Friday, November 22, 2013
On Wednesday, the five surviving members of British comedy troupe Monty Python announced that they are indeed reuniting in the summer of 2014 for one night only. The show will take place at the London O2 Arena on July 1st of next year, and according to Eric Idle will include “comedy, pathos, music and a tiny piece of ancient sex.”
Sounds about right from the group who achieved legendary status on a mixture of dry wit, absurd slapstick, and sexual innuendo. The July 2014 performance is a monumental event for the five members, who haven’t performed together since 1980.
The members of Monty Python (John Cleese, Terry Gilliam, Eric Idle, Terry Jones, Michael Palin, and Graham Chapman [1941-1989]) all worked on various British TV shows during the 1960s prior to the kickoff of their breakthrough series Monty Python’s Flying Circus in October 1969. Between 1964 and 1969, the six men collaborated in various combinations and eventually ITV offered Gilliam, Idle, Jones, and Palin a series together, while at the same time BBC offered Chapman and Cleese a show. Cleese would then invite Palin to join the BBC show, the other three would follow, and Flying Circus would be the hilarious result.
Flying Circus ran on BBC from 1969 through 1974. The series was introduced in Canada in 1970 on CBC, but was pulled after Christmas that year. It would be another four years before the show made its way to U.S. audiences on PBS in 1974, after the series had finished for good on BBC.
Between seasons three and four, the group filmed their first fully original movie, Monty Python and the Holy Grail. Having left Flying Circus following the third season, Cleese returned to film the movie. As I’m sure you know, the film is a farce on the Arthurian legend and is full of bits that are still staples in pop-culture. Holy Grail was the group’s second feature film, their first being And Now For Something Completely Different, which was composed of reshot footage from the first two season of Flying Circus.
Though Holy Grail is probably more widely known in the U.S., it was the group’s third film, Monty Python’s Life of Brian that is often considered the best of the troupe’s work, and also one of the best comedy films of all time. Funded by former Beatles band member George Harrison, the film was released in 1979 and follows a man whose life parallels that of Jesus Christ.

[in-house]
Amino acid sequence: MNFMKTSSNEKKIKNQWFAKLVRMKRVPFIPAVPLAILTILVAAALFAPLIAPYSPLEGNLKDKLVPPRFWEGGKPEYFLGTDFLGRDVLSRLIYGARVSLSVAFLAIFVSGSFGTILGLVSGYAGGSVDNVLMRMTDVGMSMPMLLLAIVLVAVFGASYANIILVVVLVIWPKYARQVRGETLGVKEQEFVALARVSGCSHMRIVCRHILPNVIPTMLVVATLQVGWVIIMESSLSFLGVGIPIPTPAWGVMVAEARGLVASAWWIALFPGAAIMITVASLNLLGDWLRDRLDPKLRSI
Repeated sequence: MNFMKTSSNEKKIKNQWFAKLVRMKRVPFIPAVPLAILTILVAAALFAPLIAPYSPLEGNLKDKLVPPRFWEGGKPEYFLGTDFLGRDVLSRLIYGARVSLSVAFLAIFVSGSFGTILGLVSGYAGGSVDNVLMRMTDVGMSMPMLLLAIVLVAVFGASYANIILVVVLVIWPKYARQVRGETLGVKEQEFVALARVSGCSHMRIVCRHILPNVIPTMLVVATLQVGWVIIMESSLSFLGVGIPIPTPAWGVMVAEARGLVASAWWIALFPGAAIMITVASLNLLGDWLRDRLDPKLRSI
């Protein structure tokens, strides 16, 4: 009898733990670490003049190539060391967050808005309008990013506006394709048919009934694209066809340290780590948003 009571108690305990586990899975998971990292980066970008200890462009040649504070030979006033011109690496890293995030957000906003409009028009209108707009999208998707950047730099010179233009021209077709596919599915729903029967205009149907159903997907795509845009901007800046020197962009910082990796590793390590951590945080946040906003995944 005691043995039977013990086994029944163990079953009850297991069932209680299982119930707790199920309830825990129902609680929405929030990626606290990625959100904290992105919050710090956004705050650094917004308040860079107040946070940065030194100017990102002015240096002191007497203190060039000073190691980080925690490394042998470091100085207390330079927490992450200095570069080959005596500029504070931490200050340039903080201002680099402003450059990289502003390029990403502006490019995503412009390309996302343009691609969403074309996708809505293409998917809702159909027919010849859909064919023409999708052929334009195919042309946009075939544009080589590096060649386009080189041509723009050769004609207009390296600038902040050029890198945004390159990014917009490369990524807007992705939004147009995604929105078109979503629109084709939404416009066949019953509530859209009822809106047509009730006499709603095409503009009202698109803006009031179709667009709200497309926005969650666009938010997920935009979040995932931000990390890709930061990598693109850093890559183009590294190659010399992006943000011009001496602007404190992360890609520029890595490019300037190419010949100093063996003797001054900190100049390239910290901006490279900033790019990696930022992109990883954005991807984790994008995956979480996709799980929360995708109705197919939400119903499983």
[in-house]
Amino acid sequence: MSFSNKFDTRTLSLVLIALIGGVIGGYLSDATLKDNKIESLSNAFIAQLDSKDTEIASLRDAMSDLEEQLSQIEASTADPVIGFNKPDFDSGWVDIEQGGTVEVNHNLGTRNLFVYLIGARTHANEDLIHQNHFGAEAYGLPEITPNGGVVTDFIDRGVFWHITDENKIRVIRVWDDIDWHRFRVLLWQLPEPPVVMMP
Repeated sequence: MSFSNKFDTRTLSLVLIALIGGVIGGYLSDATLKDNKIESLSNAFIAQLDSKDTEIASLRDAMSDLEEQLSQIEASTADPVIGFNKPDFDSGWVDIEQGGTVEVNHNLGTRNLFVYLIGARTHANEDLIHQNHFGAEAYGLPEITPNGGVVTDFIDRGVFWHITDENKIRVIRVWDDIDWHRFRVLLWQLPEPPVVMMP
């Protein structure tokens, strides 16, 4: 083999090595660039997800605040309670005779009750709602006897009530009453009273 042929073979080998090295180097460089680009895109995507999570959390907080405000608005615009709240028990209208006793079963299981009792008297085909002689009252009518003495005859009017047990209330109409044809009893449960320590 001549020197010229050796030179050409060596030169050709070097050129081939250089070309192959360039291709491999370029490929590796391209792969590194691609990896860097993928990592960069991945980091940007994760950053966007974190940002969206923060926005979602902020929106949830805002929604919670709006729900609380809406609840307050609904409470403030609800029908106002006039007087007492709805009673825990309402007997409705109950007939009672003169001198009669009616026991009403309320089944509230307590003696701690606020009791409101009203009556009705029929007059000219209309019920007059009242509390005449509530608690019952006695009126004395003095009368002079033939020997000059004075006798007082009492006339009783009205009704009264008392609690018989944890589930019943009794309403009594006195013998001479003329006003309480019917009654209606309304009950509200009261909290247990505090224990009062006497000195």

The troupe’s last film, Monty Python’s Meaning of Life, was made with a structure similar to that of their original Flying Circus days. A series of sketches loosely follows the timeline of man from birth through death. Some of the best musical numbers in the troupe’s repertoire came out of this film, most of which are available on their album Monty Python Sings. The group freely admits that by the time the project rolled around, their aim was to offend “absolutely everyone.”
In recent years, the musical Spamalot has been the most visible Monty Python work. Based on Holy Grail, Eric Idle wrote the book for the hit that would star some of the biggest names in Broadway theatre and ultimately be nominated for 14 Tony Awards, winning three.
There is no word yet on whether the troupe’s one-off show in July will be recorded, but I would be shocked if it weren’t. There have been quite a few specials and shows over the years billed as “Monty Python Reunion” events, but none of them involved every surviving member as this one will. If and when Monty Python Live (mostly) is released on video, you can be sure we’ll let you know.
For a complete listing of all our available Monty Python titles and documentaries, click here.